As for persons who are guilty not merely by sins of omission but who actively threw their weight against us, like that traitorous little bastard Jocquel, I have no words to describe them. It is a bitter thing that he should be alive while your brother is dead. It would be well for him to stay out of my sight when this is over. As for any of them, unless they have fought this war in every way they could to the best of their ability, I will not meet with them socially when this is over. I will not shake hands, speak, sit down, nor eat with them.
I am not alone in this opinion. You will find that my opinion is shared by Carnell and by Franklyn Brady. You will find it shared by many others of the grown-ups who know that a war is going on and know that it is not a game nor a joke nor a piece of fiction but a tragic business in which men like your brother Alden meet their deaths, too young and too horribly.
Forry, I want you to dedicate yourself to Alden’s memory. To be faithful to him we now have two jobs to do. The first is to win this war as quickly as possible. You can do that by volunteering for something more useful than you are now doing. General Lear has said that he needs thousands of limited-duty clerks and such behind the lines in Europe to release able-bodied men for action. Or, perhaps, a re-examination will find you no longer limited in duty. In either case a Wac can edit your camp paper. The second job is, now and after the war, to see to it that it shall not happen again. There are many ways to do that and each must select his own—political activity of every sort, writing intended to stir people up, the willingness to combat race hatred, discrimination, limitations of civil liberty, generalized hates of every sort, whenever and wherever they show up. But I am damn well sure that fan activity is not the way to serve Alden’s memory. Fandom has had a chance to prove itself and it has failed. I find the mags crowded with escapism and other nonsense; I find that fans now call themselves “Slans” (God save us!) on many occasions. I find many other evidences of group paranoia and of psychotic infantilism—and unwillingness to face up to adult problems and to cope with them. Forry, you may write the most inspiring things for a better world possible; if you direct them to this group, they will be worthless in carrying on with Alden’s unfinished work, for they will fall on sterile ground. I am not generalizing; there are a few adults among them and there was a fair percentage before the war. I do not indict any who are carrying their load. But there are many (and you know that I am right) who are doing nothing and did nothing to save your brother’s life. A bunch of neurotic, selfish, childish, insensitive and unimaginative, vicious bunch of jerks! It is time you quit associating with them and tackled the problems of the real world.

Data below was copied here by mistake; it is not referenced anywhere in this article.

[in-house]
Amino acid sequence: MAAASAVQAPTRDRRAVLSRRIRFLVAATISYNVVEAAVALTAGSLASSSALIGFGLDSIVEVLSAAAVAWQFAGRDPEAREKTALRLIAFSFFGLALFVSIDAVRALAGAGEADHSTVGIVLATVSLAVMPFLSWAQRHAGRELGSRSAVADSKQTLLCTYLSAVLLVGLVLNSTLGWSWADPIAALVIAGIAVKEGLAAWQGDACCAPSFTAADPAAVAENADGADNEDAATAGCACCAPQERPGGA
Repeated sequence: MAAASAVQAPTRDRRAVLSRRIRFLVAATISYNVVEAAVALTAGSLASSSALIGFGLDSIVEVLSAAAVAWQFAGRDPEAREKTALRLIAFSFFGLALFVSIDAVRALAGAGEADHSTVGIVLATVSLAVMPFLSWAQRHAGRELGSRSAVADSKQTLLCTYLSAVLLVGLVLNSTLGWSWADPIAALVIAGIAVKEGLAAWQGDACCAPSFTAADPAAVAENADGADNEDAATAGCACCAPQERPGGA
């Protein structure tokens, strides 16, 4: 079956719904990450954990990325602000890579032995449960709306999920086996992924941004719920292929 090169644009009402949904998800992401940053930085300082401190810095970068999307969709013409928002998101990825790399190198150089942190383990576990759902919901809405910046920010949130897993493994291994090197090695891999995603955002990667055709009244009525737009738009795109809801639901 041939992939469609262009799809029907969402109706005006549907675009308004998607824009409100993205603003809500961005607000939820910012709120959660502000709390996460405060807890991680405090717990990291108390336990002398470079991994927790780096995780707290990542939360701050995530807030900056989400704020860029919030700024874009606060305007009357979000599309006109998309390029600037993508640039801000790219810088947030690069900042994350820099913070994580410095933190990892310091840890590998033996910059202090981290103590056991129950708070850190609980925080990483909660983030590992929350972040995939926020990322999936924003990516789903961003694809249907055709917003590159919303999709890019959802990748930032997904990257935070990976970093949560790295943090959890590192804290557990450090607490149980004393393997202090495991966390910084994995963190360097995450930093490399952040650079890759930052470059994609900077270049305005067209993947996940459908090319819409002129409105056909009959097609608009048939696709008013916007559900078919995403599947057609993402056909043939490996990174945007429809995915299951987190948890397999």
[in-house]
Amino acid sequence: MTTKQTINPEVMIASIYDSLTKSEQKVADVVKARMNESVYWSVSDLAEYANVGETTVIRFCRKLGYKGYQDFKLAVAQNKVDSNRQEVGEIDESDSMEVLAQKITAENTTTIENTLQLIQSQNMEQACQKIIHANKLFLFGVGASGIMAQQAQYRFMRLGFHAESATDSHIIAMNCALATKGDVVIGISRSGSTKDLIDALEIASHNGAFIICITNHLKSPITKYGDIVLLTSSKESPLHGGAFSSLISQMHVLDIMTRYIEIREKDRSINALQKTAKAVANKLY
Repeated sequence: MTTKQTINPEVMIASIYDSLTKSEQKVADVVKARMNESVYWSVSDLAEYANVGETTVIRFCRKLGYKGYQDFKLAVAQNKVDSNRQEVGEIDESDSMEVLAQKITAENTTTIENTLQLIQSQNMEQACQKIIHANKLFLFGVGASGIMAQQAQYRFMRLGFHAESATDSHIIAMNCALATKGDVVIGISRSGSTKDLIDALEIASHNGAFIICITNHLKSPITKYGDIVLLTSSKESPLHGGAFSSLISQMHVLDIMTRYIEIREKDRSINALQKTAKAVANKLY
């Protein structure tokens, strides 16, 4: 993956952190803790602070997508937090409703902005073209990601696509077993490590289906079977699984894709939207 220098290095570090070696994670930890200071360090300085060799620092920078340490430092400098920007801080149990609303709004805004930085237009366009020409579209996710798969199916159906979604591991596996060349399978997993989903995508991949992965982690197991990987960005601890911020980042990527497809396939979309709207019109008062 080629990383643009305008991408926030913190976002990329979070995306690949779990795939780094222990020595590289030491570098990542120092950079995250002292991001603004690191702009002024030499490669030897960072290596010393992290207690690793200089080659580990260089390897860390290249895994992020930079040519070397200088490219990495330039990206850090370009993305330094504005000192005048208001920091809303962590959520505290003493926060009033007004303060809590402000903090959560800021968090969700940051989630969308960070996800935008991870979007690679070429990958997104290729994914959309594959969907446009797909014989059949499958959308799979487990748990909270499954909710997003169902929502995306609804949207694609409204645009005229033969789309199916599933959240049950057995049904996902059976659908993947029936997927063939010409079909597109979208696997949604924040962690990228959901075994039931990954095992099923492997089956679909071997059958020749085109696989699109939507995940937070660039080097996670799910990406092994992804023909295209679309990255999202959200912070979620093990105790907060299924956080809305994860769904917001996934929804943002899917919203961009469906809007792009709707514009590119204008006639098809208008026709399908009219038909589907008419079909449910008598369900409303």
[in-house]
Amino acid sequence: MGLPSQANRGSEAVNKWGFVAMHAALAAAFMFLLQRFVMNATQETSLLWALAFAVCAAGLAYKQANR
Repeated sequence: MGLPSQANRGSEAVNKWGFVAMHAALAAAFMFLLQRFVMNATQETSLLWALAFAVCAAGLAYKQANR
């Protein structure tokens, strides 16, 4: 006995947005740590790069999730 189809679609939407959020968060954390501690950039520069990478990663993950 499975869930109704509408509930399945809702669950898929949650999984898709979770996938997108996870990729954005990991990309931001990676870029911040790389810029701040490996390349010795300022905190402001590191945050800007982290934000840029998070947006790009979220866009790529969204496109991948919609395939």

We are very fond of you, Forry. You are a fine and gentle soul. This is a very difficult letter to write; if I did not think you were worth it, I would not make the effort. This letter is for your eyes only; the ideas in it you are free to use but the letter is for you only.
I am very sorry your brother was killed; You may be sure that Leslyn and I will be faithful to his memory with all our strength.